Loophole in eviction moratorium lets landlords evict tenants

Attorney says eviction filings have recently increased throughout the pandemic
Posted at 6:58 AM, Mar 03, 2021
and last updated 2021-03-03 10:19:33-05

OMAHA, Neb. (KMTV) — While the federal government has continued to put a ban on evictions during the pandemic, there’s at least one loophole that is allowing landlords to evict some of their tenants, and it’s happening right here in Omaha.

Nicole Williams and her family were evicted just days ago after a judge ruled against her case.

“I got two kids that I’m worried about,” Williams said. “They live with my sister right now. We have to be apart and he took total advantage of that.”

Their landlord, Bill Stanek, used a loophole in the CDC’s eviction moratorium, something that was supposed to protect Williams and her boyfriend, Daniel Christian, after they lost their jobs due to the pandemic.

“We thought we were good and then we got another letter to appear in court,” Christian said. “He wasn’t asking for restitution and saying we were behind, he just terminated our lease and evicted us.”

Instead of evicting a tenant because of unpaid rent—which is not allowed—Stanek is removing renters because their leases were up and he decided not to renew them.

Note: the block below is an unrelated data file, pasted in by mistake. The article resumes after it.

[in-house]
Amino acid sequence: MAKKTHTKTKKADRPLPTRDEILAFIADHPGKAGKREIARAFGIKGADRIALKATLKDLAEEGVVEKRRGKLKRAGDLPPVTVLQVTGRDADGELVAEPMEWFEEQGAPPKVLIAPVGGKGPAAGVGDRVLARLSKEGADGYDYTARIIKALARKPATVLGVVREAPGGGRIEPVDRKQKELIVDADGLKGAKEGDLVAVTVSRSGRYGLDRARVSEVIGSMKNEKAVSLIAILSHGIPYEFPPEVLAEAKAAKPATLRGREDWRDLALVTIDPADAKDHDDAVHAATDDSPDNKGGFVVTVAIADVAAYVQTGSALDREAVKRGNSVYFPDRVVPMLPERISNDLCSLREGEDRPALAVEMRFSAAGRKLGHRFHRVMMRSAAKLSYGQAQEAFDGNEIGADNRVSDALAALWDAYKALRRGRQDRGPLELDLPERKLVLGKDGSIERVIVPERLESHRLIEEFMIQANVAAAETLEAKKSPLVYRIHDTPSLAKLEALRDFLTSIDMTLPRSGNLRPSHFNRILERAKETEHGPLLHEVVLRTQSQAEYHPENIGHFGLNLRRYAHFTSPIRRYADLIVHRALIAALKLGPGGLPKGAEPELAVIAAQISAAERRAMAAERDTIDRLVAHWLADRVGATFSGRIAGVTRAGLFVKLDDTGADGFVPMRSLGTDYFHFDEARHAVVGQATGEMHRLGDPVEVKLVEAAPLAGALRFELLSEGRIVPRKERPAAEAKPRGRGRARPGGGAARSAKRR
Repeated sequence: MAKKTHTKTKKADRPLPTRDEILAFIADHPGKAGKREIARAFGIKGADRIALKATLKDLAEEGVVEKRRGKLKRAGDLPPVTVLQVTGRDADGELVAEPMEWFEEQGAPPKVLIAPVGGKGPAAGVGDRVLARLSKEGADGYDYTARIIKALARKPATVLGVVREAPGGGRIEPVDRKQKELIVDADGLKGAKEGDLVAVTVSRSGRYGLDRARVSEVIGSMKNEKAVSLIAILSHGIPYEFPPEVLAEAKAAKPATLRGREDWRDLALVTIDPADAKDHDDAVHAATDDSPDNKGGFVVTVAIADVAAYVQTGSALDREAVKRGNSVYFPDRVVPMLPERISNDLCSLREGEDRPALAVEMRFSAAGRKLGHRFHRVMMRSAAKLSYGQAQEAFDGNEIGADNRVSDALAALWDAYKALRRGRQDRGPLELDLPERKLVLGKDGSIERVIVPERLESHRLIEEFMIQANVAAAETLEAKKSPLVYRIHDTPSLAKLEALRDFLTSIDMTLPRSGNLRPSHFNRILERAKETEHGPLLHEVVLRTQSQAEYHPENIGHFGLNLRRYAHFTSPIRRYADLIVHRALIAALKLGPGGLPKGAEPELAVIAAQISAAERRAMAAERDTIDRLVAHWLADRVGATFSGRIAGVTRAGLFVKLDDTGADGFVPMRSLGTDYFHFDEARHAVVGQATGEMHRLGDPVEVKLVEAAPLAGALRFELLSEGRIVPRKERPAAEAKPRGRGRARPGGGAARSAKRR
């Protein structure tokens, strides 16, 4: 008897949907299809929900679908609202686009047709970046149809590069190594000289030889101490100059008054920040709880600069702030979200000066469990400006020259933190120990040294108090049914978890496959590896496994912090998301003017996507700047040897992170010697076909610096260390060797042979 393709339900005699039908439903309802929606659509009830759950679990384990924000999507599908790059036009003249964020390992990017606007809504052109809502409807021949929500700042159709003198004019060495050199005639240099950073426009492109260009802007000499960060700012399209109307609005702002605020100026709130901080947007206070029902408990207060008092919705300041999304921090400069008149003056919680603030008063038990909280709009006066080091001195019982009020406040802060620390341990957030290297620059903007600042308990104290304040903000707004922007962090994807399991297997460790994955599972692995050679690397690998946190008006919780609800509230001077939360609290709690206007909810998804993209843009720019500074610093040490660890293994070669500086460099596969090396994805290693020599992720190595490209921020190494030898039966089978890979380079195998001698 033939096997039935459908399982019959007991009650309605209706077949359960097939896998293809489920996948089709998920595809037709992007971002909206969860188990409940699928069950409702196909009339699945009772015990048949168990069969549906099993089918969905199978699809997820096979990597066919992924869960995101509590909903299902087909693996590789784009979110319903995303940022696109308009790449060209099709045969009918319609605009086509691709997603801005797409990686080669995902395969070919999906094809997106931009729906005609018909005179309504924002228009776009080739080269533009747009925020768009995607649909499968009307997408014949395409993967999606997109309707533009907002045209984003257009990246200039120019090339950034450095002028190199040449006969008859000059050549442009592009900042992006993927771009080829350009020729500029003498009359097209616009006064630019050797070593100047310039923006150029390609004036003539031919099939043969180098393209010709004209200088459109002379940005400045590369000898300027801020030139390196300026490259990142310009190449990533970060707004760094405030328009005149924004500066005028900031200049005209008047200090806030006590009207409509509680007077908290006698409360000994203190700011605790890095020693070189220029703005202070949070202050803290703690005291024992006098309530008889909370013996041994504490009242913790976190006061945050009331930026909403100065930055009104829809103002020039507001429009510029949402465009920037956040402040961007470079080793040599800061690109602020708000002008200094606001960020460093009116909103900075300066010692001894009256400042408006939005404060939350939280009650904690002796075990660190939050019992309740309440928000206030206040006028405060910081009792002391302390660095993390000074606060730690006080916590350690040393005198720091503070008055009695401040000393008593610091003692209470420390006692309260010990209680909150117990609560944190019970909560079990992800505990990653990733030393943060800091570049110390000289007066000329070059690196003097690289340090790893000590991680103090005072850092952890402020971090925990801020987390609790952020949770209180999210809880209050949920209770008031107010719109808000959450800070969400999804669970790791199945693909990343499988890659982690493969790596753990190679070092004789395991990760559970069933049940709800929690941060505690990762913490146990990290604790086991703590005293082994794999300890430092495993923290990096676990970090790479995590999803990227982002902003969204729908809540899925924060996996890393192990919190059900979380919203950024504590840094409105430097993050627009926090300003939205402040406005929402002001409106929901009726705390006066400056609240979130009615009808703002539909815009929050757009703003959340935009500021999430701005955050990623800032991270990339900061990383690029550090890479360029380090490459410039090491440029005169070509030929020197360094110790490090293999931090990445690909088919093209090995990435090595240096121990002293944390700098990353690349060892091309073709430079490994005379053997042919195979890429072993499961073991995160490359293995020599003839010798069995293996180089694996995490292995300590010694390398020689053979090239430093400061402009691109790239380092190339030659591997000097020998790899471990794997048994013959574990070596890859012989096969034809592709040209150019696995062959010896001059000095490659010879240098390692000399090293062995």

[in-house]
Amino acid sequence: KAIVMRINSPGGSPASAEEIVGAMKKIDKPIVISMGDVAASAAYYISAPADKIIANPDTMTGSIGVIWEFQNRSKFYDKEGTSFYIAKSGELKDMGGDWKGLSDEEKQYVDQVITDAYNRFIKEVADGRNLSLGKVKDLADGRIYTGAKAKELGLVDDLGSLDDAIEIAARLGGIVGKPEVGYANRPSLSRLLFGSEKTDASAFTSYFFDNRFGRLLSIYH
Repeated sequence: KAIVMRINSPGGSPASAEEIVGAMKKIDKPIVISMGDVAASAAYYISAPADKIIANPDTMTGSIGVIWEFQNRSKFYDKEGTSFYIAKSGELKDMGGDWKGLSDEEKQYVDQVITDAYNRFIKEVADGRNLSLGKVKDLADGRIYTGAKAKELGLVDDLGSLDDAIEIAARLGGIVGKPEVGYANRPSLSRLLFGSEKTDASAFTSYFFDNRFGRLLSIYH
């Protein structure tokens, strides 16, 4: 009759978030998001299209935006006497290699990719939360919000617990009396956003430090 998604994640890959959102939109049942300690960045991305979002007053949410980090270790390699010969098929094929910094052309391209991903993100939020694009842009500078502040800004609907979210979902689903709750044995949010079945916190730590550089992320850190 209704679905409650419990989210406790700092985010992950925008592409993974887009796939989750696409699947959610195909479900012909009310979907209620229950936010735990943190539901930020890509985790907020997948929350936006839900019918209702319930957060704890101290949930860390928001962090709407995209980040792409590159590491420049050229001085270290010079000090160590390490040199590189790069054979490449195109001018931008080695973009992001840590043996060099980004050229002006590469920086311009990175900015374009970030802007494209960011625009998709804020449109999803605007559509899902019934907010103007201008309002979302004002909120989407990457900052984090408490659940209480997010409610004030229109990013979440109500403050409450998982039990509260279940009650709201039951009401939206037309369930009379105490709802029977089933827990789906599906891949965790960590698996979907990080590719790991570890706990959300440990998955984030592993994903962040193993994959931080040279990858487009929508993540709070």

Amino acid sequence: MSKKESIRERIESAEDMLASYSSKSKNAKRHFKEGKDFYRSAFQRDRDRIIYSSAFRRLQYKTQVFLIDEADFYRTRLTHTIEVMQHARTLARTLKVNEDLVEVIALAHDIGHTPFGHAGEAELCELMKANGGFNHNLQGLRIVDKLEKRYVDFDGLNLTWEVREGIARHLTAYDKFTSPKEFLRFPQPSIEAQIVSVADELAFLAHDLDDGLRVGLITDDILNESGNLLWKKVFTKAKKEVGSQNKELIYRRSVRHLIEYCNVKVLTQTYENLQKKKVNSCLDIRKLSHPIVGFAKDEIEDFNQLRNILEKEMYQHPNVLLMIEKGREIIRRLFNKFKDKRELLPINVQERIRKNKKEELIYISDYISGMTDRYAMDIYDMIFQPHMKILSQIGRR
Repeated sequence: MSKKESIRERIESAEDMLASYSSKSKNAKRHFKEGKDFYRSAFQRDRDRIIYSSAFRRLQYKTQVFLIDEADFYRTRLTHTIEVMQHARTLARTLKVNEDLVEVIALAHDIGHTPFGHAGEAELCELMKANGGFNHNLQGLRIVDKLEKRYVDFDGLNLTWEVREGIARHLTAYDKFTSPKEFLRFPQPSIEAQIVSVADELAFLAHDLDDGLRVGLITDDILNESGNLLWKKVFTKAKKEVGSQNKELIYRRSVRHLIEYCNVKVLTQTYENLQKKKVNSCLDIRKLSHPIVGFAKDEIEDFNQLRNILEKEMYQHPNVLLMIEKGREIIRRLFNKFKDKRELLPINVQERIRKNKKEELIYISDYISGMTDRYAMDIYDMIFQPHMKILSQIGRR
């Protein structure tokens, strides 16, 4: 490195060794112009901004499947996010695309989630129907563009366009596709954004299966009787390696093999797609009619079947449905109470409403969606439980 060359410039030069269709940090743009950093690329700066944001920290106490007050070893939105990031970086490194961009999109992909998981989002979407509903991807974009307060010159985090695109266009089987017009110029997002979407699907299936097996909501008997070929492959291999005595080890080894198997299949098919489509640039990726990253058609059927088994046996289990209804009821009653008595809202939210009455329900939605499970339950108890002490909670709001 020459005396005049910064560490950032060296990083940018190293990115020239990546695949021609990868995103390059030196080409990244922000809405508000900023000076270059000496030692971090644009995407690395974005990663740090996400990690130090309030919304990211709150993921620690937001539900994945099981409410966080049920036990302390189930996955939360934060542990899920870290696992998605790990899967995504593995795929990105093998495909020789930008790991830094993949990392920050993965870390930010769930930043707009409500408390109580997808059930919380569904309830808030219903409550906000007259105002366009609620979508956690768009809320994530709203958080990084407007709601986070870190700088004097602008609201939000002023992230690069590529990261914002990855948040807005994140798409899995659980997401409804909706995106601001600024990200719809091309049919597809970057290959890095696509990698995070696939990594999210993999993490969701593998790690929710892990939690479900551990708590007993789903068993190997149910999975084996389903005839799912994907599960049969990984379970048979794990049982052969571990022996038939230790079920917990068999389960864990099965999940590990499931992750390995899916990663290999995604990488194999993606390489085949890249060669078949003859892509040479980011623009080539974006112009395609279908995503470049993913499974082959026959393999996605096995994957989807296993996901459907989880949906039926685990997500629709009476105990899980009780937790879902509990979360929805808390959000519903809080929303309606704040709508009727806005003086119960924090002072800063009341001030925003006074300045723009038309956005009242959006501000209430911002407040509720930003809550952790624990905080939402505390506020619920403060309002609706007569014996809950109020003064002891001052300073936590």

“It was sad to see him do that to people,” Williams said. “He got away with it and there was nobody to help.”

This exact scenario didn’t just happen to Williams and her family.

According to Scott Mertz, an attorney at Legal Aid of Nebraska, Stanek did the same thing—on the same day—to four of his tenants.

“It’s very common,” Mertz said. “We know this because of the numbers. There was a big dip in the evictions filed at the start of the CDC’s memorandum back in September and then in October, but the number of filings have crept up and up every successive month as more and more individuals are being sued for reasons not related to non-payment of rent.”

Mertz says although this loophole is legal. He’s found there is a correlation between those that still owe rent and those that are getting eviction notices.

“A lot of people are currently employed we find when coming to us, but they did have some kind of interruption into their income earlier on,” Mertz said. “They’ve just been playing catch up and may have been behind and that’s a very common experience many are having.”

Williams and Christian fall into that category. They are trying to save money to pay late bills after being in and out of work throughout the pandemic.

“Nothing has changed,” William said. “He (Stanek) just get to go around the memorandum and put us all out. I just did all this stuff from September to now with housing and I still don’t have nowhere to stay.”

Williams and Christian say their story is unfortunately not that uncommon, and just another example of how the system is stack against those most vulnerable.

KMTV reached out to their landlord, Bill Stanek, but he declined to comment on the situation.

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